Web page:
Firies from Dubbo have conquered the 98 storeys of the Sydney Tower Eye as they pitched in to battle a devastating illness.
The seven members of the team emerged exhausted but triumphant from the 2018 Firefighters Climb for Motor Neurone Disease (MND).
They were some of the almost 600 people to haul themselves up the 1504 stairs of the landmark.
With the help of the Dubbo community they contributed more than $8800 to the overall tally of more than $704,000 that will go to research into the progressive, terminal neurological disease, for which there is no known treatment or cure.
As crews from across eastern Australia set out they remembered Adam Regal, the Flinders husband and father who fought MND before his death in August.
Dubbo firefighter Joe Bacon said with the recent loss of Mr Regal, who co-founded the event with best friend and firefighter Matt Pridham in 2015, there was “a lot of emotion going on down there”.
“But we all came together and hopefully made it a little bit better towards the research of MND,” he said.
The Dubbo team - comprising members of both Fire & Rescue NSW and the NSW Rural Fire Service, assembled early on Saturday morning.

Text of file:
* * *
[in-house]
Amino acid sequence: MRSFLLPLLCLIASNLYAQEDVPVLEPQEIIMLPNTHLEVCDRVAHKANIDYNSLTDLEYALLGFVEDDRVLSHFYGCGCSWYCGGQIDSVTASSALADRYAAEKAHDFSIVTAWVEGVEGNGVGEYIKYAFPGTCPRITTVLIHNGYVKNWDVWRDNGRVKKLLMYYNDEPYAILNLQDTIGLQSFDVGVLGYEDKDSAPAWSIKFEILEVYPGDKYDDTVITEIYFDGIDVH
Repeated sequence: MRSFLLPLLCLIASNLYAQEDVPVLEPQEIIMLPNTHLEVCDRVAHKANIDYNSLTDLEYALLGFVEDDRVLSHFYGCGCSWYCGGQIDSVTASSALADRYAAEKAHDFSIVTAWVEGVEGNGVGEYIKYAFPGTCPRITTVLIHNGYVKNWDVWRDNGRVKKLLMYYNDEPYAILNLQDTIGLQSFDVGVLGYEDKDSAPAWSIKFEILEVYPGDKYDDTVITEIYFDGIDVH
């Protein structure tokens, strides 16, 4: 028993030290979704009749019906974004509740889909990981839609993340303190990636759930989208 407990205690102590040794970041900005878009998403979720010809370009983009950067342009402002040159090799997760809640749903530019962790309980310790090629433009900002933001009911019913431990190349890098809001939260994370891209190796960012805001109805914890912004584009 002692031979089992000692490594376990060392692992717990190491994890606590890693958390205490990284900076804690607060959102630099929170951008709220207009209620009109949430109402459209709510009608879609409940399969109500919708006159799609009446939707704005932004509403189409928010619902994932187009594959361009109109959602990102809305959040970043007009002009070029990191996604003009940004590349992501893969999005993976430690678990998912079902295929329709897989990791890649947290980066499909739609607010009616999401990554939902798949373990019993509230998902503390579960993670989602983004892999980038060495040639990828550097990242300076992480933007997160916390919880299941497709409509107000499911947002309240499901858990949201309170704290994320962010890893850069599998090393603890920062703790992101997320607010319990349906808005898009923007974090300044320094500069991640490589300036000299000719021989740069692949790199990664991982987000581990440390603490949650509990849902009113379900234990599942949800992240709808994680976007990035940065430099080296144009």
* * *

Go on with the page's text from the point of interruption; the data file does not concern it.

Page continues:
The climb involved wearing a full kit of protection gear weighing 20 kilos.
First-timer Mr Bacon’s approach was not to hurry in the start so that he could conserve energy.
I tried to stay at a consistent speed... but I tell you what those last 20 storeys, it was the longest five minutes of my life.Firefighter Joe Bacon
“I tried to stay at a consistent speed so I wasn’t slowing down and getting faster,” he said.
“But I tell you what those last 20 storeys, it was the longest five minutes of my life.”
The retained firefighter with the Delroy station credited the support from the crowd at the top as spurring him on through the pain.
“I think I was 10 flights down thinking I don’t think it’s ever going to end, how far away am I, and I could hear the crowd cheering at the top of the tower, and I sucked it up and soldiered on,” he said.
The team was “over the moon” at the generosity of the Dubbo community.
Probably what got me through the climb the most was the cheering at the top. I think I was 10 flights down thinking I don’t think it’s ever going to end... and I could hear the crowd cheering at the top of the tower, and I sucked it up and soldiered on.Firefighter Joe Bacon
“I’ve still got a couple donations coming in today,” Mr Bacon said.
“We’re really happy with the outcome and we’re going to be getting ready to do it all again next year.”